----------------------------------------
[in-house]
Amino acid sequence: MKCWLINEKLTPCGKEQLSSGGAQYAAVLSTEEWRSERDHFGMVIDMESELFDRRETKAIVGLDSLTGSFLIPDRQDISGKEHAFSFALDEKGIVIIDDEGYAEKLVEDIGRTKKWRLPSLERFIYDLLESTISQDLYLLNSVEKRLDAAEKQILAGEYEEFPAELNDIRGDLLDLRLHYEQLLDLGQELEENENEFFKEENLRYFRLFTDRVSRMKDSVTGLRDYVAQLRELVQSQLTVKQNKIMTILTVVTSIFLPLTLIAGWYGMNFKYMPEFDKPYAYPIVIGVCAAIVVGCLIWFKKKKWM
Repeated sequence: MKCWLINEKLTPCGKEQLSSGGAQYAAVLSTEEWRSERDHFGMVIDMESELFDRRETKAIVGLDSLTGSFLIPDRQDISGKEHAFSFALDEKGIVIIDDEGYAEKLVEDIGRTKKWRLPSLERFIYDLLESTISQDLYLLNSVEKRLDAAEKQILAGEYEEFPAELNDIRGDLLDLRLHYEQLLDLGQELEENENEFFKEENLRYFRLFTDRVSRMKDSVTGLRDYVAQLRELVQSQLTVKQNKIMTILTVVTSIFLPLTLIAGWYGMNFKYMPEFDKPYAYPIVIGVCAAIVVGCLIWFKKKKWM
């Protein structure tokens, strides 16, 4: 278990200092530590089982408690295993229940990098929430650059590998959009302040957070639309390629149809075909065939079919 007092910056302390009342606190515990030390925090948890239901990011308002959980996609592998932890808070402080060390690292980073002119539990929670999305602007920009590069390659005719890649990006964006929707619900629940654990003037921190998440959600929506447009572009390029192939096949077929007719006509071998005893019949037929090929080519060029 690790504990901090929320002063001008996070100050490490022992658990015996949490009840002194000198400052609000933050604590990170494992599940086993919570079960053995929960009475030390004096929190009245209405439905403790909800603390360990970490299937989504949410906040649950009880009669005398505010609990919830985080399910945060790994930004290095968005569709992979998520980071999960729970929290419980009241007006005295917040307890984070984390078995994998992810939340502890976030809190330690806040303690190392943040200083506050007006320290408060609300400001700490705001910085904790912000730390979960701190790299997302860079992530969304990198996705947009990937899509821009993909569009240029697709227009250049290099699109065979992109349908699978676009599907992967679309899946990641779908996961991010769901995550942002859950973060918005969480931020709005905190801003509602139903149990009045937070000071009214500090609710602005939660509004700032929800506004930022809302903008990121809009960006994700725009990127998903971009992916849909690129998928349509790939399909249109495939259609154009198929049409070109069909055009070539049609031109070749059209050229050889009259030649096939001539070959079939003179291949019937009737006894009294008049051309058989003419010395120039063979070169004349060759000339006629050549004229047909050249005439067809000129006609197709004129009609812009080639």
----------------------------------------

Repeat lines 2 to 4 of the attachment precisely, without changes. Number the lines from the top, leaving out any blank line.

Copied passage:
Amino acid sequence: MKCWLINEKLTPCGKEQLSSGGAQYAAVLSTEEWRSERDHFGMVIDMESELFDRRETKAIVGLDSLTGSFLIPDRQDISGKEHAFSFALDEKGIVIIDDEGYAEKLVEDIGRTKKWRLPSLERFIYDLLESTISQDLYLLNSVEKRLDAAEKQILAGEYEEFPAELNDIRGDLLDLRLHYEQLLDLGQELEENENEFFKEENLRYFRLFTDRVSRMKDSVTGLRDYVAQLRELVQSQLTVKQNKIMTILTVVTSIFLPLTLIAGWYGMNFKYMPEFDKPYAYPIVIGVCAAIVVGCLIWFKKKKWM
Repeated sequence: MKCWLINEKLTPCGKEQLSSGGAQYAAVLSTEEWRSERDHFGMVIDMESELFDRRETKAIVGLDSLTGSFLIPDRQDISGKEHAFSFALDEKGIVIIDDEGYAEKLVEDIGRTKKWRLPSLERFIYDLLESTISQDLYLLNSVEKRLDAAEKQILAGEYEEFPAELNDIRGDLLDLRLHYEQLLDLGQELEENENEFFKEENLRYFRLFTDRVSRMKDSVTGLRDYVAQLRELVQSQLTVKQNKIMTILTVVTSIFLPLTLIAGWYGMNFKYMPEFDKPYAYPIVIGVCAAIVVGCLIWFKKKKWM
């Protein structure tokens, strides 16, 4: 278990200092530590089982408690295993229940990098929430650059590998959009302040957070639309390629149809075909065939079919 007092910056302390009342606190515990030390925090948890239901990011308002959980996609592998932890808070402080060390690292980073002119539990929670999305602007920009590069390659005719890649990006964006929707619900629940654990003037921190998440959600929506447009572009390029192939096949077929007719006509071998005893019949037929090929080519060029 690790504990901090929320002063001008996070100050490490022992658990015996949490009840002194000198400052609000933050604590990170494992599940086993919570079960053995929960009475030390004096929190009245209405439905403790909800603390360990970490299937989504949410906040649950009880009669005398505010609990919830985080399910945060790994930004290095968005569709992979998520980071999960729970929290419980009241007006005295917040307890984070984390078995994998992810939340502890976030809190330690806040303690190392943040200083506050007006320290408060609300400001700490705001910085904790912000730390979960701190790299997302860079992530969304990198996705947009990937899509821009993909569009240029697709227009250049290099699109065979992109349908699978676009599907992967679309899946990641779908996961991010769901995550942002859950973060918005969480931020709005905190801003509602139903149990009045937070000071009214500090609710602005939660509004700032929800506004930022809302903008990121809009960006994700725009990127998903971009992916849909690129998928349509790939399909249109495939259609154009198929049409070109069909055009070539049609031109070749059209050229050889009259030649096939001539070959079939003179291949019937009737006894009294008049051309058989003419010395120039063979070169004349060759000339006629050549004229047909050249005439067809000129006609197709004129009609812009080639």